Where Do I Start? The First-Time Overnight Summer Camper: A Physical and Emotional Guide

Published on: November 18, 2020

Sending your child on his or her first overnight camp experience can be an emotional roller-coaster. While deep down you know your child will have the time of his or her life, anxiety can be felt on both sides. For your child, this could be the first time away from the comforts of Mom and Dad. For the parent, this could be your first lesson in letting go. Still, a little preparation — both physically and emotionally — can go a long way in ensuring your child has a positive experience.

Include your child in the process months before camp even starts. Review the camp online together and familiarize yourselves with images and content so your child knows what to expect. This can help alleviate any anxiety your child may be feeling about being in a new place. Once the registration is complete, don’t close the website down and forget about it. Keep talking about the camp and all the fun activities he or she will be experiencing while at summer camp! This will only get your child more excited and emotionally prepared for what’s to come!

If your child has not experienced a sleepover at a friend’s or relative’s house, a few practice runs can give them the confidence they need to attend an overnight summer camp. Start with family and set up a Saturday night sleepover at Grandma’s or at Auntie’s and gradually work your way up to a sleepover at their bestie’s. You can start by hosting at your house and then take turns. The more your child experiences nights away from home, the better prepared they’ll be for overnight summer camp.

If your child has a friend or acquaintance going to the same camp, you can also request to have them as cabin mates at Muskoka Woods. The camp guarantees one cabin mate request as long as the request has been reciprocated, both guests are registered in the same week and same age group (based on age as of December 31st), and requests are made at least two weeks prior to arrival. Having a friendly face in the same cabin can bring comfort to your child who may be experiencing their first time away from home.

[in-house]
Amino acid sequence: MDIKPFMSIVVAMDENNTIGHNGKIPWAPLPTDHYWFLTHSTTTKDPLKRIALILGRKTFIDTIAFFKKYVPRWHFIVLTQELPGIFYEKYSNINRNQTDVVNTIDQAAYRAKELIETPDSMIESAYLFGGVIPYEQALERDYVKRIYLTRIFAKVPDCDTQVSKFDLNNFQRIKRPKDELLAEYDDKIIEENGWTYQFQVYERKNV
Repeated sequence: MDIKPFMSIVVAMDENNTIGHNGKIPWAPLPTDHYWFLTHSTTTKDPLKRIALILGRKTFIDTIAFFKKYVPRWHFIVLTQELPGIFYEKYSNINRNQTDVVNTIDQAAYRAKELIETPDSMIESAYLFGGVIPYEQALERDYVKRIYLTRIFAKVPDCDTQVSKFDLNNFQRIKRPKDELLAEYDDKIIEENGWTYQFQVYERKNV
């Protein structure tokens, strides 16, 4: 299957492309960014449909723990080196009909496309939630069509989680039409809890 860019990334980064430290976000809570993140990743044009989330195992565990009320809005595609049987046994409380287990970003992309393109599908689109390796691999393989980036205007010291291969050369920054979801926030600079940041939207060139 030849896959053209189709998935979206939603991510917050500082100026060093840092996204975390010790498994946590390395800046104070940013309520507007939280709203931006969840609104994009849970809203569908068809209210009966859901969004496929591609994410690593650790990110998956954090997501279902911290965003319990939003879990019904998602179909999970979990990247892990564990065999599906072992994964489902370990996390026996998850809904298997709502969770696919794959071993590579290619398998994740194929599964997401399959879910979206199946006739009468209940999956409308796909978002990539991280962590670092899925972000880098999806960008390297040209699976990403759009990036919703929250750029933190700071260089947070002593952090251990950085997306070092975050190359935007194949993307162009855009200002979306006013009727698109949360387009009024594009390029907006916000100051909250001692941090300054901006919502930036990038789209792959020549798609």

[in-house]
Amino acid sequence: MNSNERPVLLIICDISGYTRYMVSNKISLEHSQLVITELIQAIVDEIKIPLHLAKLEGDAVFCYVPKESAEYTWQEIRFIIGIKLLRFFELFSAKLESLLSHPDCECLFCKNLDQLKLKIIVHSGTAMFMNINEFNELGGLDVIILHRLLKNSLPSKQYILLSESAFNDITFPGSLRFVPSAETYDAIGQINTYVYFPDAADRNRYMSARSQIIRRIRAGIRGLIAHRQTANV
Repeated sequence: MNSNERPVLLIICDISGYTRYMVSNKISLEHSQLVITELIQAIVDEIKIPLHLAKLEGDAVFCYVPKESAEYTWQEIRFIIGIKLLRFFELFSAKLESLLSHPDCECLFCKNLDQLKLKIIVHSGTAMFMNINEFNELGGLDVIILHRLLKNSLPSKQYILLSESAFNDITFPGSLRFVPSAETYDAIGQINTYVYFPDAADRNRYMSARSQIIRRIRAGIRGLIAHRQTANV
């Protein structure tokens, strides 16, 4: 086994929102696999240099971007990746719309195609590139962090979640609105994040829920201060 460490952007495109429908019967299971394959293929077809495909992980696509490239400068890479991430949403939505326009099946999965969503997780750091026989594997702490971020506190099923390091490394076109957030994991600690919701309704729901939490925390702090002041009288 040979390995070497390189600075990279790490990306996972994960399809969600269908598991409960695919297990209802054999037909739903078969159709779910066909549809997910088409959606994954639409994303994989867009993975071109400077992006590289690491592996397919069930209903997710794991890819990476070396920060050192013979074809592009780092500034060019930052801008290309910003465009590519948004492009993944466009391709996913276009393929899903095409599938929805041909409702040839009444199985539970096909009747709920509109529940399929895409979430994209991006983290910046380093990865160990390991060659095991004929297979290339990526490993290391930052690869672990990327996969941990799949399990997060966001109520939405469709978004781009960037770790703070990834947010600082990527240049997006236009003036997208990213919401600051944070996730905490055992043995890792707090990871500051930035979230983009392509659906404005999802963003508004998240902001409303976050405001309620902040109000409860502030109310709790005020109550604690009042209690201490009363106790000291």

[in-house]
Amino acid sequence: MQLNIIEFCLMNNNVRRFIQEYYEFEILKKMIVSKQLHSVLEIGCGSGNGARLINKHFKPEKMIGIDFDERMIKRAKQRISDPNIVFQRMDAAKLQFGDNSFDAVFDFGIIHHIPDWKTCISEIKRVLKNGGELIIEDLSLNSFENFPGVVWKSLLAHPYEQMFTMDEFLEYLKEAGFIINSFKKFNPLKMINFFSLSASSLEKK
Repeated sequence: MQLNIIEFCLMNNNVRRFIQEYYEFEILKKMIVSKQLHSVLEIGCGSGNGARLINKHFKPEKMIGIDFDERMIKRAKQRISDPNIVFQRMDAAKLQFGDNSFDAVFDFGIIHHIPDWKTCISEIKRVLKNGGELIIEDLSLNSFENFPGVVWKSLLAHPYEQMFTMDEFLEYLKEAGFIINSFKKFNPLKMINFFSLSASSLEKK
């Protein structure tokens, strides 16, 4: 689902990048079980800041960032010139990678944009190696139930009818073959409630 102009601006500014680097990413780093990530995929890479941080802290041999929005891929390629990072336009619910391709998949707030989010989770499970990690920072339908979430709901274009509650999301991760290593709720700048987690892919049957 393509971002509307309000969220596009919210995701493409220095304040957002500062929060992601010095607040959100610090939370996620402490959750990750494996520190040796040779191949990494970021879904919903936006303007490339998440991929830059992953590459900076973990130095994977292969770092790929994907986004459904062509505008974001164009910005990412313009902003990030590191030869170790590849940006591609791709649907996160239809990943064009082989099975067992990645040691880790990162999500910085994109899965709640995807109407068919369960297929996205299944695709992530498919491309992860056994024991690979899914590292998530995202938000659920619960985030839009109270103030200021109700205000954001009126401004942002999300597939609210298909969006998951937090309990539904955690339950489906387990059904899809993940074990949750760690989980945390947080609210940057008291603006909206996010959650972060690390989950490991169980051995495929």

While years ago, parents would write letters and mail them to their children at camp, now parents can send one-way emails to their children at Muskoka Woods! Staff print out the emails and distribute them to your child daily, giving them a dose of familiarity and home. Letting your child know that you will still be in contact with them via these emails during their stay at camp will be something they can look forward to.

When it comes to physically getting ready for camp, take your child shopping with you for all their summer camp gear. This way, they can pick out their favourite items and get excited for the days to come! Moreover, when it comes time to pack, let them pack their own bag or at least help and see you doing it. This way, they will know where everything is in their suitcase and it can also reassure them that they will have everything they will need on-hand if they see it actually being packed in their bag.

In addition, be sure to toss in a familiar stuffy or picture from home that they can have with them at camp. Those first few nights can bring on some serious homesickness and having something from home to squeeze or look at can bring comfort to your child during those first few nights away.

These few simple steps can prepare your child both emotionally and physically to embark on their new adventure at summer camp confidently and enthusiastically while giving you peace of mind that your child will be just fine.

About the Author

Rachel Naud lives in Toronto with her husband, 16-year-old son and Old English Sheepdog, Stanley. When she's not busy with the three boys in her life, she is also the founder and editor of INBETWEEN magazine, a digital magazine geared to parents of teens. Rachel can often be seen on morning shows across the country, talking about trends and products relevant to that demographic. She has appeared on The Morning Show, Breakfast TV, CTV Winnipeg, CTV Ottawa and more. In addition, Rachel is also the coordinator of the Lifestyle Media program at Centennial College in Toronto, where she also teaches students a variety of subjects in Lifestyle Media. To unwind, Rachel loves to cook while mostly blasting The Chicks.

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